Brexiteers claims UK’s EU departure ‘comparable to the end of the Stuart dynasty’


Brexiteer MPs have claimed the UK’s formal departure from the EU marks the greatest political reform since the advent of British democracy as they heralded the end of the transition period.

Following years of political turmoil the final step in the Brexit process took place on 11pm on New Years’ Eve 2020, delivering on the result of the 2016 EU referendum as the transition out of the European single market and customs union drew to a close.

Boris Johnson said historic moment — the culmination of a decades-long concerted campaign in particular from Tory Eurosceptics and fringe groups such as the UK Independence Party — was a “new beginning in our country’s history and a new relationship with the EU as their biggest ally”.

Despite concessions to the EU in the trade deal agreed on Christmas Eve, Eurosceptics have largely lined up behind the PM in support. Brexit Party leader Nigel Farage said “we spare a thought for Northern Ireland and our fishermen, but this is a moment to celebrate 2021 as an independent United Kingdom”.

Veteran Tory Sir Bill Cash claimed Thurday’s milestone was a “victory for democracy and sovereignty” that can only be compared in peacetime with the evolution of modern democracy after the end of the Stuart dynasty.

“It is a momentous moment which, by any historic standards, can only be compared in peacetime to what happened in the late 1680s and ‘90s,” he said.

“Which was the removal of the Stuarts, but followed by the new parliamentary constitutional arrangements which were enacted through the Act of Succession with the Hanoverians going on the throne.

“But followed by evolution of modern democracy which was only ruptured, apart from war, in terms of potential dangers of conquest, but was actually only disrupted by our entry into the European Community on the false prospectus in 1972.”

Meanwhile Mark Francois, chairman of the European Research Group of Tory Brexiteers, said a “truly terrible year” had been salvaged by Brexit.

“Tonight we get a chance to wave both 2020 and the EU goodbye, within an hour of each other”, he said.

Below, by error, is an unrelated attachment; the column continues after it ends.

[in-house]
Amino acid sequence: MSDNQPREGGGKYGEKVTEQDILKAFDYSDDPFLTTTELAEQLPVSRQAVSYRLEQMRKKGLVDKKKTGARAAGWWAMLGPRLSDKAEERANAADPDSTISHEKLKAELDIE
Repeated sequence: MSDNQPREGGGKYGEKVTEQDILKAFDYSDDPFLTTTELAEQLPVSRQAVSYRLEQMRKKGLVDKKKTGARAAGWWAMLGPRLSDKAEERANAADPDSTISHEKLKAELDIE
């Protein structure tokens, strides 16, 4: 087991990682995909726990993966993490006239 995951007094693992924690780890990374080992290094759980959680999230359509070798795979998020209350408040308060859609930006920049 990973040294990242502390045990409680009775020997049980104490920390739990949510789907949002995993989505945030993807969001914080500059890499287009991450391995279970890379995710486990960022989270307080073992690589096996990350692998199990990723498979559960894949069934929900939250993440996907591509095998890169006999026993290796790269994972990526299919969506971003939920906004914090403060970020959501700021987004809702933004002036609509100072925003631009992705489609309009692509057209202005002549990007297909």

“After a truly terrible year and a great struggle for our liberty, it’s a marvellous example of a buy one, get one free.”

Fellow Eurosceptic Sir John Redwood, who has been a Conservative MP for more than 30 years, said he feels “much relief” that the UK has stated its wish to be “self-governing”.

He said: “I never doubted we would win the referendum. I argued that we were being good Europeans by stepping aside from their mighty task to create a United States of Europe.

“We should wish them well and be friends with them, but the fact that the UK had refused to join the euro showed where our hearts resided – with the wider world and with national democracy.

“Today I feel much relief that our country has been open with our friends in Europe and stated clearly we wish to be self-governing, whilst good friends and allies of theirs.

“I look forward to 2021 as a year of strong economic recovery, where we can start to use the new freedoms and opportunities now open to global Britain.”

And former Ukip leader Nigel Farage said the end of the transition period marked “a big moment in our national story and the end of a very long road for tens of thousands of us who fought against the establishment.”

“We celebrated on 31 January when we left the European Union – tonight we leave the single market and the customs union.”, he added.

“Yes, we spare a thought for Northern Ireland and our fishermen, but this is a moment to celebrate 2021 as an independent United Kingdom. It’s a shame the pubs aren’t open.”

Tory Eurosceptic Peter Bone said he would be celebrating with French champagne to “show that we are pro-Europe but anti-EU”.

“It has been a very long campaign and we’ve gone from being looked on as being strange people that wanted to leave this wonderful European Union by the establishment who have always held that view, to being able to campaign and get the support of people to defeat the establishment,”

Additional reporting by agencies



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